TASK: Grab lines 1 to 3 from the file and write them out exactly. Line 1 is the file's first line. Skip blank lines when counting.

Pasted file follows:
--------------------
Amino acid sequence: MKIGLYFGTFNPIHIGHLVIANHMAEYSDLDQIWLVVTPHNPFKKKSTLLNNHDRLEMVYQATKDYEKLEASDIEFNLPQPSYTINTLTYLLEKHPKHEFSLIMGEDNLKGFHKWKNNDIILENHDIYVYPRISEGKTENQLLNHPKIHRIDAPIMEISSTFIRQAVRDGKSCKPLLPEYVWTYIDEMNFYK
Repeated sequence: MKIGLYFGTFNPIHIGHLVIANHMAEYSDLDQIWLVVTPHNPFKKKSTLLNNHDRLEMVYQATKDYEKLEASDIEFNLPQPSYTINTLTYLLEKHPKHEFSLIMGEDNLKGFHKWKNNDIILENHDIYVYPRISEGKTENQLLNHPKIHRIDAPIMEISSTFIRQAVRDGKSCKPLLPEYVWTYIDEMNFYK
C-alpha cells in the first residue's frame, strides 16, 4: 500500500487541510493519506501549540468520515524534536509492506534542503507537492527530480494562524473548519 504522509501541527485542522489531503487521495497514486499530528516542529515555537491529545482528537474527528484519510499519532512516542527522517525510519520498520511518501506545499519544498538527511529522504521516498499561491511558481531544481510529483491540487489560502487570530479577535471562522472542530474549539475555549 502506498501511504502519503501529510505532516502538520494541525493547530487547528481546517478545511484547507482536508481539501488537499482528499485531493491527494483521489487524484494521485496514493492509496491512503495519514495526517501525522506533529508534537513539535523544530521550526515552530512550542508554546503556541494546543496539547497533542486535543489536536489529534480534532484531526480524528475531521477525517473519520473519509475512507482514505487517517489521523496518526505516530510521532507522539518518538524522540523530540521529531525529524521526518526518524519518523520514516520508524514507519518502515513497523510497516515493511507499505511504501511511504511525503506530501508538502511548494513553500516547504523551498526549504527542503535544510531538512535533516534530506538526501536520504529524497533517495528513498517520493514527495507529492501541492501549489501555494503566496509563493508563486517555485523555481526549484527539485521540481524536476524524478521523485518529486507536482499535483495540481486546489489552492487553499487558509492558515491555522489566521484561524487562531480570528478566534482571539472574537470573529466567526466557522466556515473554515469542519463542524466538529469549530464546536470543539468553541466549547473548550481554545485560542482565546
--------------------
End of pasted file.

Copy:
Amino acid sequence: MKIGLYFGTFNPIHIGHLVIANHMAEYSDLDQIWLVVTPHNPFKKKSTLLNNHDRLEMVYQATKDYEKLEASDIEFNLPQPSYTINTLTYLLEKHPKHEFSLIMGEDNLKGFHKWKNNDIILENHDIYVYPRISEGKTENQLLNHPKIHRIDAPIMEISSTFIRQAVRDGKSCKPLLPEYVWTYIDEMNFYK
Repeated sequence: MKIGLYFGTFNPIHIGHLVIANHMAEYSDLDQIWLVVTPHNPFKKKSTLLNNHDRLEMVYQATKDYEKLEASDIEFNLPQPSYTINTLTYLLEKHPKHEFSLIMGEDNLKGFHKWKNNDIILENHDIYVYPRISEGKTENQLLNHPKIHRIDAPIMEISSTFIRQAVRDGKSCKPLLPEYVWTYIDEMNFYK
C-alpha cells in the first residue's frame, strides 16, 4: 500500500487541510493519506501549540468520515524534536509492506534542503507537492527530480494562524473548519 504522509501541527485542522489531503487521495497514486499530528516542529515555537491529545482528537474527528484519510499519532512516542527522517525510519520498520511518501506545499519544498538527511529522504521516498499561491511558481531544481510529483491540487489560502487570530479577535471562522472542530474549539475555549 502506498501511504502519503501529510505532516502538520494541525493547530487547528481546517478545511484547507482536508481539501488537499482528499485531493491527494483521489487524484494521485496514493492509496491512503495519514495526517501525522506533529508534537513539535523544530521550526515552530512550542508554546503556541494546543496539547497533542486535543489536536489529534480534532484531526480524528475531521477525517473519520473519509475512507482514505487517517489521523496518526505516530510521532507522539518518538524522540523530540521529531525529524521526518526518524519518523520514516520508524514507519518502515513497523510497516515493511507499505511504501511511504511525503506530501508538502511548494513553500516547504523551498526549504527542503535544510531538512535533516534530506538526501536520504529524497533517495528513498517520493514527495507529492501541492501549489501555494503566496509563493508563486517555485523555481526549484527539485521540481524536476524524478521523485518529486507536482499535483495540481486546489489552492487553499487558509492558515491555522489566521484561524487562531480570528478566534482571539472574537470573529466567526466557522466556515473554515469542519463542524466538529469549530464546536470543539468553541466549547473548550481554545485560542482565546